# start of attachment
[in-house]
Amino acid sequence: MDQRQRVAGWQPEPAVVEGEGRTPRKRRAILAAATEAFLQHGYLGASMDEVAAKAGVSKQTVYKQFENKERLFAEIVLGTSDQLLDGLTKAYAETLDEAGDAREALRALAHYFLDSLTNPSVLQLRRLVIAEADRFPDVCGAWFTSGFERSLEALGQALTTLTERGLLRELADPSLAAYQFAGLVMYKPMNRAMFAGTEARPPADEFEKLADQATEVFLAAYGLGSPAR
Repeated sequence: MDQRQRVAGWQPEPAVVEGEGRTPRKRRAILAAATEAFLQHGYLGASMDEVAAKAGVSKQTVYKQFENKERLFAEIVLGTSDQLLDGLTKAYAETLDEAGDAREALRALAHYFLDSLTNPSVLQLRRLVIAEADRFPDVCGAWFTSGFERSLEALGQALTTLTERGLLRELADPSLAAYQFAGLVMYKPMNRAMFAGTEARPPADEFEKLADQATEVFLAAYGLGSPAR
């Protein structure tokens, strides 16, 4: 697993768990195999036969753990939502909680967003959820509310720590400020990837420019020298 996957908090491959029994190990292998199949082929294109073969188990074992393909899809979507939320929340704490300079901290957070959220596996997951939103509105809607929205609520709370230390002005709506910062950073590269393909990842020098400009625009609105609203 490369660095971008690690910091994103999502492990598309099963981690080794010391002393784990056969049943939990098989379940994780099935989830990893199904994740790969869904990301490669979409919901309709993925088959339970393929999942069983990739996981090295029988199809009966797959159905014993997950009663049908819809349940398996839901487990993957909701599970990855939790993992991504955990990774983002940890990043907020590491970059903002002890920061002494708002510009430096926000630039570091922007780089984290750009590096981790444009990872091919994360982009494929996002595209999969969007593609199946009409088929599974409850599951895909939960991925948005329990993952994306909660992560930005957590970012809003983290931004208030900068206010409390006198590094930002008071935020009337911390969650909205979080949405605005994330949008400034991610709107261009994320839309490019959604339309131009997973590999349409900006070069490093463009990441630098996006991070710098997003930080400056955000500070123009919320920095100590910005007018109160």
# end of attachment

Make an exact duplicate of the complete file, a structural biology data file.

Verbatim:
[in-house]
Amino acid sequence: MDQRQRVAGWQPEPAVVEGEGRTPRKRRAILAAATEAFLQHGYLGASMDEVAAKAGVSKQTVYKQFENKERLFAEIVLGTSDQLLDGLTKAYAETLDEAGDAREALRALAHYFLDSLTNPSVLQLRRLVIAEADRFPDVCGAWFTSGFERSLEALGQALTTLTERGLLRELADPSLAAYQFAGLVMYKPMNRAMFAGTEARPPADEFEKLADQATEVFLAAYGLGSPAR
Repeated sequence: MDQRQRVAGWQPEPAVVEGEGRTPRKRRAILAAATEAFLQHGYLGASMDEVAAKAGVSKQTVYKQFENKERLFAEIVLGTSDQLLDGLTKAYAETLDEAGDAREALRALAHYFLDSLTNPSVLQLRRLVIAEADRFPDVCGAWFTSGFERSLEALGQALTTLTERGLLRELADPSLAAYQFAGLVMYKPMNRAMFAGTEARPPADEFEKLADQATEVFLAAYGLGSPAR
């Protein structure tokens, strides 16, 4: 697993768990195999036969753990939502909680967003959820509310720590400020990837420019020298 996957908090491959029994190990292998199949082929294109073969188990074992393909899809979507939320929340704490300079901290957070959220596996997951939103509105809607929205609520709370230390002005709506910062950073590269393909990842020098400009625009609105609203 490369660095971008690690910091994103999502492990598309099963981690080794010391002393784990056969049943939990098989379940994780099935989830990893199904994740790969869904990301490669979409919901309709993925088959339970393929999942069983990739996981090295029988199809009966797959159905014993997950009663049908819809349940398996839901487990993957909701599970990855939790993992991504955990990774983002940890990043907020590491970059903002002890920061002494708002510009430096926000630039570091922007780089984290750009590096981790444009990872091919994360982009494929996002595209999969969007593609199946009409088929599974409850599951895909939960991925948005329990993952994306909660992560930005957590970012809003983290931004208030900068206010409390006198590094930002008071935020009337911390969650909205979080949405605005994330949008400034991610709107261009994320839309490019959604339309131009997973590999349409900006070069490093463009990441630098996006991070710098997003930080400056955000500070123009919320920095100590910005007018109160």